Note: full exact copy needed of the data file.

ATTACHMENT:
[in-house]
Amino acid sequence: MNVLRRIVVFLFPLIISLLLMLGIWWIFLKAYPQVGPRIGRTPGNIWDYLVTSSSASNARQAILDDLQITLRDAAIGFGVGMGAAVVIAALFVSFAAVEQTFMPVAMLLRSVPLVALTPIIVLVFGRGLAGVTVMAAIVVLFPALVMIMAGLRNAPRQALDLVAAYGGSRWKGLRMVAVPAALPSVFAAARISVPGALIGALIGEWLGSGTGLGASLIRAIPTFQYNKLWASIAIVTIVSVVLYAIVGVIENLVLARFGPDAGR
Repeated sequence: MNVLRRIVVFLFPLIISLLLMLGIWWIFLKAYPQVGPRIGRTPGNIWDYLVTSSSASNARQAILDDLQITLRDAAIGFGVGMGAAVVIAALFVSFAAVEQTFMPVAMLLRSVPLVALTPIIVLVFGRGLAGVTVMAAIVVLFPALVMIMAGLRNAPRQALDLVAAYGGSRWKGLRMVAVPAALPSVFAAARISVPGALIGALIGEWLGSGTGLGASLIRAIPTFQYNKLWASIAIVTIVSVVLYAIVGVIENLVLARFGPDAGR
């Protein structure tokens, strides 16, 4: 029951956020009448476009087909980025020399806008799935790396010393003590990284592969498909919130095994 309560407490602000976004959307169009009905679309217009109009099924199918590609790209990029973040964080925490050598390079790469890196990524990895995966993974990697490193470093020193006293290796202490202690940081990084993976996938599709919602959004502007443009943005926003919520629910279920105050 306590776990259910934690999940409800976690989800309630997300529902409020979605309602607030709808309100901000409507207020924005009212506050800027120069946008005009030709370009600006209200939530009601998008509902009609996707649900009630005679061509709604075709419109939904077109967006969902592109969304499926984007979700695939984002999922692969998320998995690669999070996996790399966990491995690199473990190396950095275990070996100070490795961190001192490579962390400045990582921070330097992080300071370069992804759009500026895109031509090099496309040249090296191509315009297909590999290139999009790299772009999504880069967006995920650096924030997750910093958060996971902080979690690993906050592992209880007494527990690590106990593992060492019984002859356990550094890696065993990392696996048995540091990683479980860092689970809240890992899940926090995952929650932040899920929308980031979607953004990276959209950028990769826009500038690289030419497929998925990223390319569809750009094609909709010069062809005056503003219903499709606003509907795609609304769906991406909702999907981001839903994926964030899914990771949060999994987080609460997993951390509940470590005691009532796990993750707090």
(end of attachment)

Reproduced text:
[in-house]
Amino acid sequence: MNVLRRIVVFLFPLIISLLLMLGIWWIFLKAYPQVGPRIGRTPGNIWDYLVTSSSASNARQAILDDLQITLRDAAIGFGVGMGAAVVIAALFVSFAAVEQTFMPVAMLLRSVPLVALTPIIVLVFGRGLAGVTVMAAIVVLFPALVMIMAGLRNAPRQALDLVAAYGGSRWKGLRMVAVPAALPSVFAAARISVPGALIGALIGEWLGSGTGLGASLIRAIPTFQYNKLWASIAIVTIVSVVLYAIVGVIENLVLARFGPDAGR
Repeated sequence: MNVLRRIVVFLFPLIISLLLMLGIWWIFLKAYPQVGPRIGRTPGNIWDYLVTSSSASNARQAILDDLQITLRDAAIGFGVGMGAAVVIAALFVSFAAVEQTFMPVAMLLRSVPLVALTPIIVLVFGRGLAGVTVMAAIVVLFPALVMIMAGLRNAPRQALDLVAAYGGSRWKGLRMVAVPAALPSVFAAARISVPGALIGALIGEWLGSGTGLGASLIRAIPTFQYNKLWASIAIVTIVSVVLYAIVGVIENLVLARFGPDAGR
């Protein structure tokens, strides 16, 4: 029951956020009448476009087909980025020399806008799935790396010393003590990284592969498909919130095994 309560407490602000976004959307169009009905679309217009109009099924199918590609790209990029973040964080925490050598390079790469890196990524990895995966993974990697490193470093020193006293290796202490202690940081990084993976996938599709919602959004502007443009943005926003919520629910279920105050 306590776990259910934690999940409800976690989800309630997300529902409020979605309602607030709808309100901000409507207020924005009212506050800027120069946008005009030709370009600006209200939530009601998008509902009609996707649900009630005679061509709604075709419109939904077109967006969902592109969304499926984007979700695939984002999922692969998320998995690669999070996996790399966990491995690199473990190396950095275990070996100070490795961190001192490579962390400045990582921070330097992080300071370069992804759009500026895109031509090099496309040249090296191509315009297909590999290139999009790299772009999504880069967006995920650096924030997750910093958060996971902080979690690993906050592992209880007494527990690590106990593992060492019984002859356990550094890696065993990392696996048995540091990683479980860092689970809240890992899940926090995952929650932040899920929308980031979607953004990276959209950028990769826009500038690289030419497929998925990223390319569809750009094609909709010069062809005056503003219903499709606003509907795609609304769906991406909702999907981001839903994926964030899914990771949060999994987080609460997993951390509940470590005691009532796990993750707090």